NAIC Committee Approves New Actuarial Guideline for Indexed Universal Life Illustration
June 9, 2015 by Thomas Harman
A National Association of Insurance Commissioners’ panel has approved a guideline that would provide insurers with a standard means of calculating illustrated rates for indexed universal life policies, despite insurer objections about implementation deadlines.
The changes approved June 4 by the Life Insurance and Annuities Committee are based on a guideline developed by its Life Actuarial Task Force that focused on the way insurers calculate the interest rates illustrated on policies offered to consumers (Best’s News Service, March 27, 2015). The LATF made final changes to the document during the NAIC’s Spring National Meeting in Phoenix and in April approved the document for the NAIC committee’s consideration.
Actuarial Guideline 49 goes to NAIC Executive Committee for final approval during a conference call whose date is undetermined.
Indexed universal life is a permanent life insurance policy that allows policyholders to tie accumulation values to a stock market index. The policies usually have a minimum guaranteed fixed interest rate component along with the indexed account option.
Insurers use different calculations to reach a rate that is displayed on illustrations for consumers. AG 49 would require companies to calculate a benchmarked indexed account. They would do so by setting an average annual rate for the benchmark indexed account by using a series of 25-year rolling averages that would begin in 1950. The American Council of Life Insurers said in an email it believes AG 49’s implementation would result in roughly a 6.85% illustrated rate on indexed universal life policies.
LATF Chairman Mike Boerner urged the committee to pass the guideline. He said the first effective date for part of the guideline is Sept. 1, with some other portions of the guideline becoming effective March 1, 2016. He said the guideline will result in illustrated rates that are more uniform and more easily achieved. Boerner said the LATF has formed a new subgroup that will consider some additional items that could be brought back to the committee within the next year as an update to the current document.
AG 49 will provide a more realistic illustration of rates for increasingly popular universal life products, Fred Andersen, a life actuary at the Minnesota Department of Commerce, said in written comments. Current non-uniform illustrated returns in some cases were unrealistic to achieve, he wrote.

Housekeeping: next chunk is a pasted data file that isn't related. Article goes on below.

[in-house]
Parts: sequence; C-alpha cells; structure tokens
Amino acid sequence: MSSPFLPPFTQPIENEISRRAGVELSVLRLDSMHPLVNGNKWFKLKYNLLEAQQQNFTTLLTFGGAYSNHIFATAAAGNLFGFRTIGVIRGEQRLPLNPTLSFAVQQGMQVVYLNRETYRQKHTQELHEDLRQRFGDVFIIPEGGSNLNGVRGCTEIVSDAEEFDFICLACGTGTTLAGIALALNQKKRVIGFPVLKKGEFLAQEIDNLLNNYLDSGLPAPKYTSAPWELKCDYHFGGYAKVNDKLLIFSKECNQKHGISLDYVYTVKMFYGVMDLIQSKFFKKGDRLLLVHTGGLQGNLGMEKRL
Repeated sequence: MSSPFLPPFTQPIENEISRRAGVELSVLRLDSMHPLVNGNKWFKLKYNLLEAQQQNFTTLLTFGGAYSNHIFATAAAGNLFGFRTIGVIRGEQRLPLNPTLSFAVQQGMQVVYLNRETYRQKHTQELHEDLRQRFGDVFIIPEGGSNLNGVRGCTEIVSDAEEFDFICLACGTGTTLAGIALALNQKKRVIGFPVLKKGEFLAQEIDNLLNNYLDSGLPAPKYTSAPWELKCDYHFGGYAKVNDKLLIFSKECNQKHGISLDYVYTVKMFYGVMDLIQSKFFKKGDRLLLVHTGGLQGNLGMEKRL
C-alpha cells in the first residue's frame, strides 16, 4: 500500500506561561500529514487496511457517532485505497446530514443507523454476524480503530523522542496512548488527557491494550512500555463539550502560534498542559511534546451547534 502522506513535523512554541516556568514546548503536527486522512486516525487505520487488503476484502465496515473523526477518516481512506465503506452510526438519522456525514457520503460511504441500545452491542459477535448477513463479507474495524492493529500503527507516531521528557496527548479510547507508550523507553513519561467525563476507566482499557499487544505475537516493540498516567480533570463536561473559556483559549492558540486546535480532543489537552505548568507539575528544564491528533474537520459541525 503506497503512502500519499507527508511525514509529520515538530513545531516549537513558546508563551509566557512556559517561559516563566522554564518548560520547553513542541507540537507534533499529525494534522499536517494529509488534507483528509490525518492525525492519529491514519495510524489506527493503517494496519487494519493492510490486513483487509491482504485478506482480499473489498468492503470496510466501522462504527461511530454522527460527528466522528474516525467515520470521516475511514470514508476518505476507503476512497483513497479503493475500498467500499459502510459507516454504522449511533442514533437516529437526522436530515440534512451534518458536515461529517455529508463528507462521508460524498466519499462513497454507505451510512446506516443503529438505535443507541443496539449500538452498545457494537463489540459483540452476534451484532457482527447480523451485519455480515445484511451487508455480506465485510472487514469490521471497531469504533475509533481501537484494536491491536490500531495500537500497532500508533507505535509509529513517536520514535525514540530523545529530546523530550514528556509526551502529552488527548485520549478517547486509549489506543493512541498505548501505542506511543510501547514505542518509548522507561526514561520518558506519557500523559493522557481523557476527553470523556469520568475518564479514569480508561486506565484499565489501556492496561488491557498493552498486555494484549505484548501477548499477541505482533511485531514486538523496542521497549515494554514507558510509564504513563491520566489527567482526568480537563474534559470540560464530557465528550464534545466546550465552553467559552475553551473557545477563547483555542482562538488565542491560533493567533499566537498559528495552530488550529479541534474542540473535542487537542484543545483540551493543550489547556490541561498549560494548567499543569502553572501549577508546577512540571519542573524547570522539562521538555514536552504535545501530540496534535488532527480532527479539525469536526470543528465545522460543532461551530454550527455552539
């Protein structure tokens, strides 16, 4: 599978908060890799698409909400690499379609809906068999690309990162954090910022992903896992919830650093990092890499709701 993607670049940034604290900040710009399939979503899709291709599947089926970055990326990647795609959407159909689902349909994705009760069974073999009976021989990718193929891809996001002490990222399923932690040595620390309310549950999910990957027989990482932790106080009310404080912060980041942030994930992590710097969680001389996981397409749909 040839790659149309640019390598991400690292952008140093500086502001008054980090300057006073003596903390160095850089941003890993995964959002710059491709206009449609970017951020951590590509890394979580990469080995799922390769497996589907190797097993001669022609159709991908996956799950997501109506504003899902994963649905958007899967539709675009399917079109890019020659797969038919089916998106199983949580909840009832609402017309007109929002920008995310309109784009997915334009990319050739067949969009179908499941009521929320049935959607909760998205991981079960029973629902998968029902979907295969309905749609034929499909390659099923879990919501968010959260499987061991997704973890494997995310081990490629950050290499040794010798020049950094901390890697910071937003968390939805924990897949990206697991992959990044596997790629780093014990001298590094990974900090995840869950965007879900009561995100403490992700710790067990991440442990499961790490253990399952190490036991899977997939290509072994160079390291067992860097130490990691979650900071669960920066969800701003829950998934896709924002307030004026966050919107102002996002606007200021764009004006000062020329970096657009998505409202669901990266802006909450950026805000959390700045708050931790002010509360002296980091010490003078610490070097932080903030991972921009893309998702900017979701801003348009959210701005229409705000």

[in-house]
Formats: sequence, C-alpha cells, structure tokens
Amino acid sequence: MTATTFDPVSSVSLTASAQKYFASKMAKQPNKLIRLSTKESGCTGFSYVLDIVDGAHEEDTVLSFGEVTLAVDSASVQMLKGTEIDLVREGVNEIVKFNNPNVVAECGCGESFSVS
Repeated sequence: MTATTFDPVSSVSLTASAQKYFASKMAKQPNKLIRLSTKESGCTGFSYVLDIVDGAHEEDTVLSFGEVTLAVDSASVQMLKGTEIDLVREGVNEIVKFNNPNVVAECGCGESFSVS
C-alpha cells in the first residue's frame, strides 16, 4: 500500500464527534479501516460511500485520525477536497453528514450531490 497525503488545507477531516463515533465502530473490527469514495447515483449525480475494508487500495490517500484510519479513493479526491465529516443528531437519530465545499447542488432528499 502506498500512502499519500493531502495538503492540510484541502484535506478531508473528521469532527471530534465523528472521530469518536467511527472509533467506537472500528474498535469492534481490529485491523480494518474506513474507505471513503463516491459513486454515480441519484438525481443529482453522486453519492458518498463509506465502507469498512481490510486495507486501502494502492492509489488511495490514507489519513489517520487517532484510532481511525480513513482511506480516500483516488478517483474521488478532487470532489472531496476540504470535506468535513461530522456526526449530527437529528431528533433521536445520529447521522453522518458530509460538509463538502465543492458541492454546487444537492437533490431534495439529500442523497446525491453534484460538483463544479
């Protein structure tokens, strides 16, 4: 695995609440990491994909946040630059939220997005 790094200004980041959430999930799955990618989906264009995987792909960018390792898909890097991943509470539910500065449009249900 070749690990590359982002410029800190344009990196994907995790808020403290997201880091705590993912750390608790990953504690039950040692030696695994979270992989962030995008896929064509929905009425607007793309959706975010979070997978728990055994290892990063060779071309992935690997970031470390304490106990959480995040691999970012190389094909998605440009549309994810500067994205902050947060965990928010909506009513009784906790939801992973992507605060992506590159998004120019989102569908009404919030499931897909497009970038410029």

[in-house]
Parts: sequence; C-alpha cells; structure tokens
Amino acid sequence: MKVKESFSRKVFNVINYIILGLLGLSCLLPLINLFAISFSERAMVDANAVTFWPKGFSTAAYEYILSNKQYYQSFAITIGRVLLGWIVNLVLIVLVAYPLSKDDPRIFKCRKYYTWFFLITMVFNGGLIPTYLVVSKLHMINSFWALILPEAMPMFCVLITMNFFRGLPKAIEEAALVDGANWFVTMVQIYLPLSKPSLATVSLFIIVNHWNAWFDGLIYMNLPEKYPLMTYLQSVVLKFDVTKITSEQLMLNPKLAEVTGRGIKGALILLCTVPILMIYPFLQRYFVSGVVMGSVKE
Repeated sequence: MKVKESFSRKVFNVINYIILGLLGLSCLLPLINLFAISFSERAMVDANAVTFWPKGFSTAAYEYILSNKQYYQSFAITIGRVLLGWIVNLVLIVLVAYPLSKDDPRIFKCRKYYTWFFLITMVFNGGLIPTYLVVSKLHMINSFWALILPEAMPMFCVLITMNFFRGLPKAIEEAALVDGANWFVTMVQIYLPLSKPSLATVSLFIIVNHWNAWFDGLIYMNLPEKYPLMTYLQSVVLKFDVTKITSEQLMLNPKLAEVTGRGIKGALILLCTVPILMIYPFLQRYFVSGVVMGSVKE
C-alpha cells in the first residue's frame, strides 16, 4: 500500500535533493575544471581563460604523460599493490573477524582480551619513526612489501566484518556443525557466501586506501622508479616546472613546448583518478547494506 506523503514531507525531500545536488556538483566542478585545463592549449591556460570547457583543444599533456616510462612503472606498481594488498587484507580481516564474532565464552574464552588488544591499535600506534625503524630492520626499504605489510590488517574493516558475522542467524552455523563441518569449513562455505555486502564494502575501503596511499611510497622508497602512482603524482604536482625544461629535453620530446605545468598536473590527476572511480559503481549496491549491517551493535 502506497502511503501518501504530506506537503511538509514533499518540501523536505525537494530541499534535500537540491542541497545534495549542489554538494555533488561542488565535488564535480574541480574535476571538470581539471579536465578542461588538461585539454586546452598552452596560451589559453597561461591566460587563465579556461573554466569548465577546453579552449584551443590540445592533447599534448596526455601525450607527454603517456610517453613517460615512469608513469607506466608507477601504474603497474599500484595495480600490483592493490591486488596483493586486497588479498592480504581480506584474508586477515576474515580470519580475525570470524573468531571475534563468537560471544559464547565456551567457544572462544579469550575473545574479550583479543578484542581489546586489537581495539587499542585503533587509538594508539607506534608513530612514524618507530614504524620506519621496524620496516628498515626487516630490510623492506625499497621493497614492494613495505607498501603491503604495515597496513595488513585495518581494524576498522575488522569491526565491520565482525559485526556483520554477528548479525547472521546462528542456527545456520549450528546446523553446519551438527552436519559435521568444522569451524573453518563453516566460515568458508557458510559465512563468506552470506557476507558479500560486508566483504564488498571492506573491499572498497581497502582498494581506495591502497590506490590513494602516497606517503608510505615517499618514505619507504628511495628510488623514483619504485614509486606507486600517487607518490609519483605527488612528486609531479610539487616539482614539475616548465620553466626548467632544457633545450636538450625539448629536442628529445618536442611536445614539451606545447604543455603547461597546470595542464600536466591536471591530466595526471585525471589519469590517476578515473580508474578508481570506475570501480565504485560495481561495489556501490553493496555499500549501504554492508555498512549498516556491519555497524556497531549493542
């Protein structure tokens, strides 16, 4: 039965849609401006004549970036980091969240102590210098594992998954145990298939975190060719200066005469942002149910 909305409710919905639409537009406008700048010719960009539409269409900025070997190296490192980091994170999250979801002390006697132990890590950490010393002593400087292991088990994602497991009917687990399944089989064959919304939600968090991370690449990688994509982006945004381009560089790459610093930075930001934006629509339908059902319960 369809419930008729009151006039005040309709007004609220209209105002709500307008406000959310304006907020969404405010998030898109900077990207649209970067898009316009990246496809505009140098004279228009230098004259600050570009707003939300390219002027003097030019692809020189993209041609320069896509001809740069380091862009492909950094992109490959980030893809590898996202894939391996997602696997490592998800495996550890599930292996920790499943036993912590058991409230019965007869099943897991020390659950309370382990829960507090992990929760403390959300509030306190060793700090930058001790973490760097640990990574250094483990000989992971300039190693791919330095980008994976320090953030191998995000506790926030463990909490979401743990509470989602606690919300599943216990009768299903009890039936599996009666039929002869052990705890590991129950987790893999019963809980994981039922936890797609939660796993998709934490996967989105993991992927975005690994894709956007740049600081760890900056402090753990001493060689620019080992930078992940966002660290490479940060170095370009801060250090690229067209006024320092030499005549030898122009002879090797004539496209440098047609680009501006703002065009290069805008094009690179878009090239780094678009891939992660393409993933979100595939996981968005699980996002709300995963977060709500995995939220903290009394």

Insurance industry representatives from Nationwide and Allstate sought to have implementation dates for calculation of rates for both the illustrated and the disciplined current scales delayed from Sept. 1 to Jan. 1, 2016, but the panel did not entertain a motion to do so.
Gayle Donato, associate vice president at Nationwide, said her company wanted more time to make software changes that would be necessary in company models. Nationwide’s sales force has questions about AG 49. “They want training and they want to understand the ‘Why?’ behind the changes,” she said.
John Mathews, counsel at Allstate, sent the committee a letter saying Allstate Insurance Group supports the guideline. The changes would require Allstate to institute and complete programming to separate new business sold from all other company business once the guideline takes effect. Such change “is more involved than it may seem on the surface. We believe that this will be true as well for many other companies.” Even relatively small programming projects could take several months to complete and because the draft changes were not finalized, Allstate would need more time to make the changes asked, Mathews wrote.
Axa Equitable Life Insurance Co. objected to AG 49 and sought changes to make the guideline provisions apply to all new business and in-force life insurance illustrations and also to change language in the guideline that would clarify illustration of account charges. Axa Equitable said it has a popular feature in its IUL policies allowing consumers to pay additional account charges in exchange for a higher index cap, which provides a higher return in strong markets. The guideline, said Brian Lessing, Axa Equitable senior director and actuary, requires the insurer to illustrate a policy at the higher account charge without showing the higher credited rate associated with that charge.